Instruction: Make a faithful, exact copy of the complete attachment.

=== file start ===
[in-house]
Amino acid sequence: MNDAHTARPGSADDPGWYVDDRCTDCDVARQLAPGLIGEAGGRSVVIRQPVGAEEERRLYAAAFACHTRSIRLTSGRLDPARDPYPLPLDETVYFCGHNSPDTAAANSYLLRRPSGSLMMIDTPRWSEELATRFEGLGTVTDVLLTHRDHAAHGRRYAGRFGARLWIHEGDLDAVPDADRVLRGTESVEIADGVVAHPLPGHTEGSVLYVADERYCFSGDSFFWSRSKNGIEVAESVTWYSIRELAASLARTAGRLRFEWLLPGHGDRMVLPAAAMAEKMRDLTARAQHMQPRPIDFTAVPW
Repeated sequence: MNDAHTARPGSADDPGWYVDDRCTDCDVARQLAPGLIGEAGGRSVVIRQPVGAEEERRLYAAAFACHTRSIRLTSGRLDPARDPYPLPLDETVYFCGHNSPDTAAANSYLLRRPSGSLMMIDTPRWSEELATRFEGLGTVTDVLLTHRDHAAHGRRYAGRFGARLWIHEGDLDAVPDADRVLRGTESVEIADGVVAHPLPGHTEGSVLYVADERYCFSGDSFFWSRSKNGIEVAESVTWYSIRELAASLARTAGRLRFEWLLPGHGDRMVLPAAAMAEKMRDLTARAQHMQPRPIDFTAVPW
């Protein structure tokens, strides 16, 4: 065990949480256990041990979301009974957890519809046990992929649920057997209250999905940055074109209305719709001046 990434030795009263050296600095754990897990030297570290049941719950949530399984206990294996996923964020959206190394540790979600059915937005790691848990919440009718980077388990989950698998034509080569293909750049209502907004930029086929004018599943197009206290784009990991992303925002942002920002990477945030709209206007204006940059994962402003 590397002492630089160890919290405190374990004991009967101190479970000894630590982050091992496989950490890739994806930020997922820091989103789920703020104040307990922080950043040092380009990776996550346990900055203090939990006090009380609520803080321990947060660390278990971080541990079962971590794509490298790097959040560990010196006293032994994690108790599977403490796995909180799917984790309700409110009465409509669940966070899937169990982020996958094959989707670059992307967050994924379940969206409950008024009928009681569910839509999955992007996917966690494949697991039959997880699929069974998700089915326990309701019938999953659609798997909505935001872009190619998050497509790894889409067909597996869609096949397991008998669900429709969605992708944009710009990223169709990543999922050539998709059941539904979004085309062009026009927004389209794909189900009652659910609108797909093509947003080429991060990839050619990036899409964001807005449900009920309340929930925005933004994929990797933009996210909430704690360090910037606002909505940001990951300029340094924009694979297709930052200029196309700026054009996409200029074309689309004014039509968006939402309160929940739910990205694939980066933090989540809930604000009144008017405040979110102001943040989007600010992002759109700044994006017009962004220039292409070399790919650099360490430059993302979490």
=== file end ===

[in-house]
Amino acid sequence: MNDAHTARPGSADDPGWYVDDRCTDCDVARQLAPGLIGEAGGRSVVIRQPVGAEEERRLYAAAFACHTRSIRLTSGRLDPARDPYPLPLDETVYFCGHNSPDTAAANSYLLRRPSGSLMMIDTPRWSEELATRFEGLGTVTDVLLTHRDHAAHGRRYAGRFGARLWIHEGDLDAVPDADRVLRGTESVEIADGVVAHPLPGHTEGSVLYVADERYCFSGDSFFWSRSKNGIEVAESVTWYSIRELAASLARTAGRLRFEWLLPGHGDRMVLPAAAMAEKMRDLTARAQHMQPRPIDFTAVPW
Repeated sequence: MNDAHTARPGSADDPGWYVDDRCTDCDVARQLAPGLIGEAGGRSVVIRQPVGAEEERRLYAAAFACHTRSIRLTSGRLDPARDPYPLPLDETVYFCGHNSPDTAAANSYLLRRPSGSLMMIDTPRWSEELATRFEGLGTVTDVLLTHRDHAAHGRRYAGRFGARLWIHEGDLDAVPDADRVLRGTESVEIADGVVAHPLPGHTEGSVLYVADERYCFSGDSFFWSRSKNGIEVAESVTWYSIRELAASLARTAGRLRFEWLLPGHGDRMVLPAAAMAEKMRDLTARAQHMQPRPIDFTAVPW
């Protein structure tokens, strides 16, 4: 065990949480256990041990979301009974957890519809046990992929649920057997209250999905940055074109209305719709001046 990434030795009263050296600095754990897990030297570290049941719950949530399984206990294996996923964020959206190394540790979600059915937005790691848990919440009718980077388990989950698998034509080569293909750049209502907004930029086929004018599943197009206290784009990991992303925002942002920002990477945030709209206007204006940059994962402003 590397002492630089160890919290405190374990004991009967101190479970000894630590982050091992496989950490890739994806930020997922820091989103789920703020104040307990922080950043040092380009990776996550346990900055203090939990006090009380609520803080321990947060660390278990971080541990079962971590794509490298790097959040560990010196006293032994994690108790599977403490796995909180799917984790309700409110009465409509669940966070899937169990982020996958094959989707670059992307967050994924379940969206409950008024009928009681569910839509999955992007996917966690494949697991039959997880699929069974998700089915326990309701019938999953659609798997909505935001872009190619998050497509790894889409067909597996869609096949397991008998669900429709969605992708944009710009990223169709990543999922050539998709059941539904979004085309062009026009927004389209794909189900009652659910609108797909093509947003080429991060990839050619990036899409964001807005449900009920309340929930925005933004994929990797933009996210909430704690360090910037606002909505940001990951300029340094924009694979297709930052200029196309700026054009996409200029074309689309004014039509968006939402309160929940739910990205694939980066933090989540809930604000009144008017405040979110102001943040989007600010992002759109700044994006017009962004220039292409070399790919650099360490430059993302979490």